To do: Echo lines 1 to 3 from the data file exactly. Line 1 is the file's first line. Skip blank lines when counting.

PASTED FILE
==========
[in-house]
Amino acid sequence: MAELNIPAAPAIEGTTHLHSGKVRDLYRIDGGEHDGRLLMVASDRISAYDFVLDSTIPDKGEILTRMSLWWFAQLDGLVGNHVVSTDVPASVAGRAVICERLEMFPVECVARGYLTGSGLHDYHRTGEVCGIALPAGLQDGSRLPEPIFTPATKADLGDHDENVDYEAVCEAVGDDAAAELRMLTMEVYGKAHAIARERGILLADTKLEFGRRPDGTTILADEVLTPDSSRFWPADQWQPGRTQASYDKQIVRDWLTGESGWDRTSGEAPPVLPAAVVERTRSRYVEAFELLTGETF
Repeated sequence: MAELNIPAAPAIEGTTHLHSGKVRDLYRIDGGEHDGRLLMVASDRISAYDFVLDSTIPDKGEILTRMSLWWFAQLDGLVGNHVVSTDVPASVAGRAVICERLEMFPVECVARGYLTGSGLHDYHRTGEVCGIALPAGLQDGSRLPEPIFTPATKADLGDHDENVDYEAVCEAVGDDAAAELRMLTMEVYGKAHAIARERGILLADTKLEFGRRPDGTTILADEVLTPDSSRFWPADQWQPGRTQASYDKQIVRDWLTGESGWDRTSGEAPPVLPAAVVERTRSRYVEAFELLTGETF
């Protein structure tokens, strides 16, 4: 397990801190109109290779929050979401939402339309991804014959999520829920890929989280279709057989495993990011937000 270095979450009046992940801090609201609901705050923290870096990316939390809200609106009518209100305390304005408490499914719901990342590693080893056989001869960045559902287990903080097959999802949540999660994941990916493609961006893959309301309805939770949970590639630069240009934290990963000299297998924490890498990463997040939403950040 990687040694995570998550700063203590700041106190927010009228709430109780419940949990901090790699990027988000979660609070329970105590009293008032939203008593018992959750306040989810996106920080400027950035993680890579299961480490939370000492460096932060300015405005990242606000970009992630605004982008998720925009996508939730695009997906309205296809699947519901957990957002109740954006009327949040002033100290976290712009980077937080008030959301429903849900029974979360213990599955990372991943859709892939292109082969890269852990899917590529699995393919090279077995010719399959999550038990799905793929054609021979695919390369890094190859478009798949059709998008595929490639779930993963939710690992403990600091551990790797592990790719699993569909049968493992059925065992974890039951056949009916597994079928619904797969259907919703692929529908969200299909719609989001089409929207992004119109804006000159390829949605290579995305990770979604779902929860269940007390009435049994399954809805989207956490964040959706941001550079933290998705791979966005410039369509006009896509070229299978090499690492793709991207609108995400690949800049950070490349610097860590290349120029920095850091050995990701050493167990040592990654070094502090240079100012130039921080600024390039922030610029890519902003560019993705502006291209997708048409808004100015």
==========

[in-house]
Amino acid sequence: MAELNIPAAPAIEGTTHLHSGKVRDLYRIDGGEHDGRLLMVASDRISAYDFVLDSTIPDKGEILTRMSLWWFAQLDGLVGNHVVSTDVPASVAGRAVICERLEMFPVECVARGYLTGSGLHDYHRTGEVCGIALPAGLQDGSRLPEPIFTPATKADLGDHDENVDYEAVCEAVGDDAAAELRMLTMEVYGKAHAIARERGILLADTKLEFGRRPDGTTILADEVLTPDSSRFWPADQWQPGRTQASYDKQIVRDWLTGESGWDRTSGEAPPVLPAAVVERTRSRYVEAFELLTGETF
Repeated sequence: MAELNIPAAPAIEGTTHLHSGKVRDLYRIDGGEHDGRLLMVASDRISAYDFVLDSTIPDKGEILTRMSLWWFAQLDGLVGNHVVSTDVPASVAGRAVICERLEMFPVECVARGYLTGSGLHDYHRTGEVCGIALPAGLQDGSRLPEPIFTPATKADLGDHDENVDYEAVCEAVGDDAAAELRMLTMEVYGKAHAIARERGILLADTKLEFGRRPDGTTILADEVLTPDSSRFWPADQWQPGRTQASYDKQIVRDWLTGESGWDRTSGEAPPVLPAAVVERTRSRYVEAFELLTGETF